Infants younger than 3 months with pertussis show greater mortality risk
MEMPHIS, Tenn. — Infants aged younger than 3 months exhibited the highest morbidity and mortality from Bordetella pertussis infections, according to data presented at the St. Jude/PIDS Pediatric Infectious Diseases Research Conference.
Pertussis represents the fifth-leading cause of vaccine-preventable death in children aged younger than 5 years, predominantly occurring in low- to middle-income countries. To assess the burden of B. pertussis among infants aged younger than 1 year and evaluate outcomes of infants who were positive with pertussis, researcher Herberth G. Maldonado, MD, of the Universidad San Carlos de Guatemala, and colleagues examined nasopharyngeal swabs from infants with pertussis-like symptoms (n = 68) from November 2013 to October 2014.
PCR analysis and cultures were used to test for pertussis, and respiratory viruses were examined by immunofluorescence and PCR assays. The researchers also collected demographics, vaccinations, clinical and laboratory data and final outcomes in the cohort.
Twenty-eight percent of infants with pertussis-like symptoms were later confirmed to have pertussis, with PCR-positive culture identifying 23.5% of infants, PCR plus culture identifying 3%, as well as 1 case that was culture-positive but PCR-negative.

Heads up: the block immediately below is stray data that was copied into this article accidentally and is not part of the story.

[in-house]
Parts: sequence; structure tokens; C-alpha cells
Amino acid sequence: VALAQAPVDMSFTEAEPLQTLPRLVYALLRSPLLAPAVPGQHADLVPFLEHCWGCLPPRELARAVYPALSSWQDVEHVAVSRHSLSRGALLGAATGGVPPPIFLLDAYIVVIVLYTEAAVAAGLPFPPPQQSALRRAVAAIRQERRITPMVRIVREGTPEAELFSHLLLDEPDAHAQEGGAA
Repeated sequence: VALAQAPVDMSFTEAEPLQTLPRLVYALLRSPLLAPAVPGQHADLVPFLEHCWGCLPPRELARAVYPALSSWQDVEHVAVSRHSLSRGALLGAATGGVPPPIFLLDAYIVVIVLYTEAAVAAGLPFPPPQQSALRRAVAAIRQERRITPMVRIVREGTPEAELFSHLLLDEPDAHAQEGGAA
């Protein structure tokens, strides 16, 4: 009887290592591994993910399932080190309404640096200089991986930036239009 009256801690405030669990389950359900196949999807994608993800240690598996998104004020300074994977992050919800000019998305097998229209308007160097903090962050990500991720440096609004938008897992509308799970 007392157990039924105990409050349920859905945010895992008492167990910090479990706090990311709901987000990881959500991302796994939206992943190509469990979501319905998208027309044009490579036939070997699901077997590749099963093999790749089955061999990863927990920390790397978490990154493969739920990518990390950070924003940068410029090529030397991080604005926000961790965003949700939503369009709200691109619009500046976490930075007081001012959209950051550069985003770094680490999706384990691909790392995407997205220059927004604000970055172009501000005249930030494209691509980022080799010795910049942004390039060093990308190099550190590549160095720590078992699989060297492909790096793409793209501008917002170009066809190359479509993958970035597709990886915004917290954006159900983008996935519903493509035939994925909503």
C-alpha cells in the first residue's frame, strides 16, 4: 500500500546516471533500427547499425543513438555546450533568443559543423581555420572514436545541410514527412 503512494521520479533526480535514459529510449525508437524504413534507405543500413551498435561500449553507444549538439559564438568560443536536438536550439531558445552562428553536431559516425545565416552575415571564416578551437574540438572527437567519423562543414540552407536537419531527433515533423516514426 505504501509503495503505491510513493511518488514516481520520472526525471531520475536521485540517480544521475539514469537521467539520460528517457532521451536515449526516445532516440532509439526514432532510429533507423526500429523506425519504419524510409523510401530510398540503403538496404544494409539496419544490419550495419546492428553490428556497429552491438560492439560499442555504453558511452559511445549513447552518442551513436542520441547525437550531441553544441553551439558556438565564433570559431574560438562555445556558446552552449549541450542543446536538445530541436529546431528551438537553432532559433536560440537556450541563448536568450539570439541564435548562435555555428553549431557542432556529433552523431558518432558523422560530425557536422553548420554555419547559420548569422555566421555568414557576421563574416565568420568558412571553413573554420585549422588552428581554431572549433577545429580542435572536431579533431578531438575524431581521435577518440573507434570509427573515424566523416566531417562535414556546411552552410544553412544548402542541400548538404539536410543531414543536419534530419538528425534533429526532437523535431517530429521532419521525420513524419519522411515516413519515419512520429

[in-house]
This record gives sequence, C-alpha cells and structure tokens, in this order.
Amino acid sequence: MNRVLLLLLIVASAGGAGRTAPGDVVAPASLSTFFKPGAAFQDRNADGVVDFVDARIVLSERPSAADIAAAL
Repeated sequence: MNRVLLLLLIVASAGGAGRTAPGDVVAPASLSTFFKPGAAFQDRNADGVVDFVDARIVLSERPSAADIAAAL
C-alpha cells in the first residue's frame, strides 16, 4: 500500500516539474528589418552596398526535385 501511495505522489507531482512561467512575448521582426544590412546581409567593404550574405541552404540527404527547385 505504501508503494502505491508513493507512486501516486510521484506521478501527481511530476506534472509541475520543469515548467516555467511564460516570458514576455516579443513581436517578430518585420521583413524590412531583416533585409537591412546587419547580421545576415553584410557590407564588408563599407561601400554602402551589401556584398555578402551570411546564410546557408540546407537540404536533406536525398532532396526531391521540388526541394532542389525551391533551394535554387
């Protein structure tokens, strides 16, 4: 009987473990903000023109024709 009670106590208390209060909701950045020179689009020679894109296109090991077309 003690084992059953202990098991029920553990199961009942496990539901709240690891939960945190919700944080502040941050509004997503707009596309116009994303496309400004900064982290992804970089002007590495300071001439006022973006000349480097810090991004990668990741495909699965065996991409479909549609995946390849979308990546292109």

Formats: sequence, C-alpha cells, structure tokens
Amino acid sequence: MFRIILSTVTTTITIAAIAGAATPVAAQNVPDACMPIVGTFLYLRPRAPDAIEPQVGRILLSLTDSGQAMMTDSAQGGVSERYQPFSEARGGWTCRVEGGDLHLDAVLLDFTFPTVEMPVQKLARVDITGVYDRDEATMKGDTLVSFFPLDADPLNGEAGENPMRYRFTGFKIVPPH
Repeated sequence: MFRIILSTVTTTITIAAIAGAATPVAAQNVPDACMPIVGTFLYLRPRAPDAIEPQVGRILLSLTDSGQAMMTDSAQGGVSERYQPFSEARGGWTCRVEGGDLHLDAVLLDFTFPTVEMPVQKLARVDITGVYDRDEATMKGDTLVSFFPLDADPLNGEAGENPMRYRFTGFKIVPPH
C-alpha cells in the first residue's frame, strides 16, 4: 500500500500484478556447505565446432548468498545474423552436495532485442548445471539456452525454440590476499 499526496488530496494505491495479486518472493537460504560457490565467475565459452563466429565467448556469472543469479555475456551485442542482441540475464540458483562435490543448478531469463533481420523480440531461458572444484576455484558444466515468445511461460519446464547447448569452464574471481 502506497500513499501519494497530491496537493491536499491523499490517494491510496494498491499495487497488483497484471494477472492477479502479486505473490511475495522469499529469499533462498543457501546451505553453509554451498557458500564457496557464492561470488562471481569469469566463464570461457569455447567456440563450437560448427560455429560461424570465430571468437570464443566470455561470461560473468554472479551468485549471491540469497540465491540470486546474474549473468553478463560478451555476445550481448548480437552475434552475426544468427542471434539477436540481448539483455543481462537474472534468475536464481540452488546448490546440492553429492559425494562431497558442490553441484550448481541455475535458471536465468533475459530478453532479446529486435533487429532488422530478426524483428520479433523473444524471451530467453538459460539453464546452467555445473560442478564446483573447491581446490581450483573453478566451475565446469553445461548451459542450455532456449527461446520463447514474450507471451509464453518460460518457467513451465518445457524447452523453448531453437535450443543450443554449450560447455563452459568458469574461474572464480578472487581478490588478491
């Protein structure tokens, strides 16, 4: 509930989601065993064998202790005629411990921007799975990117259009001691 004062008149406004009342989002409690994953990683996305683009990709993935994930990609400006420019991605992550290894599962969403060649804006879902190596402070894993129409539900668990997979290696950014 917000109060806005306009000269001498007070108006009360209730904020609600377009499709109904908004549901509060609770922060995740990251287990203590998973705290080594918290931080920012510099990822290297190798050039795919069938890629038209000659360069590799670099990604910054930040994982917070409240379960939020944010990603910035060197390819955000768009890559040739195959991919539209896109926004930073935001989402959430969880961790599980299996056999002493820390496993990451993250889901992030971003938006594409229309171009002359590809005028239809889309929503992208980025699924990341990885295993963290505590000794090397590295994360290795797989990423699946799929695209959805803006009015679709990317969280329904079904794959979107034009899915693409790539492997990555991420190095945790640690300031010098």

The researchers observed a mortality rate of 36.8% among infants, with infants aged younger than 3 months demonstrating a higher frequency of infection and higher mortality rates than those aged older than 3 months.
Infants with pertussis were coinfected with influenza A, adenovirus and parainfluenza virus-1, while infants negative for pertussis commonly exhibited infections with respiratory viruses (37%), including respiratory syncytial viruses, parainfluenza virus-3, adenoviruses, influenza A and influenza B.
“The clinical presentation of pertussis in children under 1 year of age might be nonspecific and atypical. Health workers should be alert to the possibility of pertussis in this age group,” Maldonado told Infectious Diseases in Children. “In our study, infants younger than 3 months had the highest morbidity and mortality. These children are too young to have been vaccinated or will have one dose when they acquire the infection.
“Although maternal vaccination with Tdap has proven effective in developed countries, there are no studies about efficacy and attenuation of the infant immune response to whole-cell vaccine, which is used in most Latin American countries.”
Maldonado HG, et al. Abstract R201542. Presented at: St. Jude/PIDS Pediatric Infectious Diseases Research Conference; Feb. 20-21, 2015; Memphis, Tennessee.
Disclosure: The researchers report no relevant financial disclosures.